On Saturday 20th November the Bury Town of Culture Open Day concluded with Bury Choral Societies concert in Bury Parish Church. Titled In Memoriam the programme was put together to remember the recent struggles of the pandemic. The following day the choir performed a shortened version of the programme at Saint Vincent’s Catholic church in Rochdale.

Both audiences were treated to a mix of choral works, culminating in moving performances of Fauré’s Requiem. Both concerts opened with gusto, the choir singing Handel’s Coronation Anthem “Zadok the Priest” with both enthusiasm and accuracy, conducted by Richard Youngman, who himself sang the same anthem as a chorister at the Queen’s Coronation in 1953!

On Saturday we were then treated to a performance of Psalm 104 by William Lovelady which was revised and sung at the funeral of HRH Prince Philip earlier this year.

The quartet of professional soloists – soprano, Heather Buckmaster (nee Heighway), mezzo – Helen Gregory, tenor – Joseph Buckmaster and bass – Peter Lidbetter were outstanding.

This was followed by local boy Peter Skellern’s piece Rest In Peace, (and Rise In Glory), offered in tribute to all victims of the pandemic: the choir sang with beautiful control, sensitivity never giving way to sentimentality. The mood was changed when soloist Heather Heighway sang (with a nod to Victoria Wood!) Purcell’s “Nymphs and Shepherds”.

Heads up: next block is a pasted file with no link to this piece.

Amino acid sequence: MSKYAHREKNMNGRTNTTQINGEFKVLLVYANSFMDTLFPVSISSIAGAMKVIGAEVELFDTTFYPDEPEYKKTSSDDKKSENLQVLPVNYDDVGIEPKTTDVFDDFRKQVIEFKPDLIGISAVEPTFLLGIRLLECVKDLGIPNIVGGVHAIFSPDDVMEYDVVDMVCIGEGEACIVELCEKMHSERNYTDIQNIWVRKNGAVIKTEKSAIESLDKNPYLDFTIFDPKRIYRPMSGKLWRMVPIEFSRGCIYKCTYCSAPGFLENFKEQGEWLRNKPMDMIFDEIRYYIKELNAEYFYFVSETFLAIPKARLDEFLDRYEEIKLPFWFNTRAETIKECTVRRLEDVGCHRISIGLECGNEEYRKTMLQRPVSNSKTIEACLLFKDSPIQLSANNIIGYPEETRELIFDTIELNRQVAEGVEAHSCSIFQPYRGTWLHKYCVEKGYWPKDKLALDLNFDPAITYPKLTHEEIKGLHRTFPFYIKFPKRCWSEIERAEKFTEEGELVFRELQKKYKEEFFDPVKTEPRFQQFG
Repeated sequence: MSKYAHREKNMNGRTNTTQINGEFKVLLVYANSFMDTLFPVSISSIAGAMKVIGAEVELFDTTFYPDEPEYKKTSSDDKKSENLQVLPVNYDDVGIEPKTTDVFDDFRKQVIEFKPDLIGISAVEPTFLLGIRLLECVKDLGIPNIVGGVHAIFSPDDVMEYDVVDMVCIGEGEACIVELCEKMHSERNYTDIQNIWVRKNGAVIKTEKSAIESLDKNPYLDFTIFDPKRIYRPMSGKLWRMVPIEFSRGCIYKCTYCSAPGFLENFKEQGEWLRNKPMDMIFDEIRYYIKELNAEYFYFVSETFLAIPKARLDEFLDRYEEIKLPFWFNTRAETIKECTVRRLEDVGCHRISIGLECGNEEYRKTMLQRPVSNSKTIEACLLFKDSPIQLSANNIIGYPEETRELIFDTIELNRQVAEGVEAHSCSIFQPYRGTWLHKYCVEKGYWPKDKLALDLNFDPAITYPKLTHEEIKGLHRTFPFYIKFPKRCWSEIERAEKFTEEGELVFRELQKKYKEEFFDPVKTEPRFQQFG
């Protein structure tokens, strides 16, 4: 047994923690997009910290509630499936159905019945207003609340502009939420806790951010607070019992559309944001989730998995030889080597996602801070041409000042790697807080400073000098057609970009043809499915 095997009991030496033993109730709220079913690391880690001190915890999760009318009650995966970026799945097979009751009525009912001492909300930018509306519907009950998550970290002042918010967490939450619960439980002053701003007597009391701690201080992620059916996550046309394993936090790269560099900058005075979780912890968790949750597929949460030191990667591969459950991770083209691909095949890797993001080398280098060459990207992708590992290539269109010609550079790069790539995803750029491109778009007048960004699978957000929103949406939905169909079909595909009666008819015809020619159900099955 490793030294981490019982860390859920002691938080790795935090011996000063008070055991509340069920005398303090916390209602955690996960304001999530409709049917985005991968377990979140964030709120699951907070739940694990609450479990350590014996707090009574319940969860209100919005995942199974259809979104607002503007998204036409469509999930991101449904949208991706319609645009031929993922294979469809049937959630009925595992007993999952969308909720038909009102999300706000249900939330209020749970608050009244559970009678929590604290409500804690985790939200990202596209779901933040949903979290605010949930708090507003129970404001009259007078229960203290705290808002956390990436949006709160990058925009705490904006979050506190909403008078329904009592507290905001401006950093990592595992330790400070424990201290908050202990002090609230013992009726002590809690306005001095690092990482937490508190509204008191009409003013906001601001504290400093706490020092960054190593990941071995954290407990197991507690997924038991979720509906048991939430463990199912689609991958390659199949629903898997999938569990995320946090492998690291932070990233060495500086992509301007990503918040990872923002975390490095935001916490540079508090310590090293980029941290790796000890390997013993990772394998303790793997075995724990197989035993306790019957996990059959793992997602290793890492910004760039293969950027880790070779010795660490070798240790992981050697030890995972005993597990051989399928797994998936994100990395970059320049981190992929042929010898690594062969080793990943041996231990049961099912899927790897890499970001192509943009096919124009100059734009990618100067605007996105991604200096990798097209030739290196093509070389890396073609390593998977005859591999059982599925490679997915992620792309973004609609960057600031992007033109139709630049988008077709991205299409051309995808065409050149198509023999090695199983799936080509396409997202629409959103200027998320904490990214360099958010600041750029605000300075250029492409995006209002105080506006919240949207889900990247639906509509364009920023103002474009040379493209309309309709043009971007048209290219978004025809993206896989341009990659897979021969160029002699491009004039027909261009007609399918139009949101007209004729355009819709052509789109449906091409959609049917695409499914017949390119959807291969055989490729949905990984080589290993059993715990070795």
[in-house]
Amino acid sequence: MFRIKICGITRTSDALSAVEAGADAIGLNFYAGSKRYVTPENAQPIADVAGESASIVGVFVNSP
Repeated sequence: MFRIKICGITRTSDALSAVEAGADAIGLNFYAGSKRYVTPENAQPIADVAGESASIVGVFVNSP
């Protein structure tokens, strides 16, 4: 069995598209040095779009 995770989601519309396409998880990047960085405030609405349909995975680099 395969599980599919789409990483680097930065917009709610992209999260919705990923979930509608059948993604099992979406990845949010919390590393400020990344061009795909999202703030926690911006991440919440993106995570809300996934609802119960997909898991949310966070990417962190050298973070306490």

Accuracy, clarity and attention to detail are all important in Purcell, and both soloist and organist Gary Hulme demonstrated all these. This continued in Purcell’s “Bell Anthem” – “Rejoice in the Lord Always”, which saw a magical interplay between the main choir and a semi-choir of soloists, bouncing along and allowing the subtle humour of Purcell’s repetition of the word “Again!” to shine through. A special mention is needed for Sally Hilditch from the choir who sang the alto solo in Psalm 104 on Sunday with distinction.

The first half of Saturday`s concert concluded with Handel`s Foundling Hospital Anthem. Again the soloists were excellent and the choir sang well in support, especially in the Hallelujah chorus which Handel originally wrote for Messiah.

The main piece was the moving Requiem by Gabriel Fauré – a work of great tenderness and apparent simplicity, though with challenging harmonies which the choir handled with ease. After soprano Heather had uplifted everyone with the pure melodies of the “Pie Jesu”, the choir excelled in the “Sanctus”, “Agnus Dei” and “Libera Me” – the later enhanced by the powerful and emotional contributions of bass, Peter Lidbetter.

Especially in the “Agnus Dei” the choir displayed immense understanding and vocal skill: there is one moment when a single note is held, and the voices shift the harmony while singing “Lux aeterna” – this was the standout moment of the concert, the control of the choir producing frissons of emotion in the audience. At the end of the Requiem, there was a breathless silence in the Church before applause burst forth – a tribute to the talents of both choir and conductor, Juan Ortuño, in presenting such a moving piece with such power.

Bury Choral Society continues to produce music of a high standard, with a level of enthusiasm and commitment which is wonderful to see in volunteers, and the enjoyment experienced by the audience is testament to this commitment.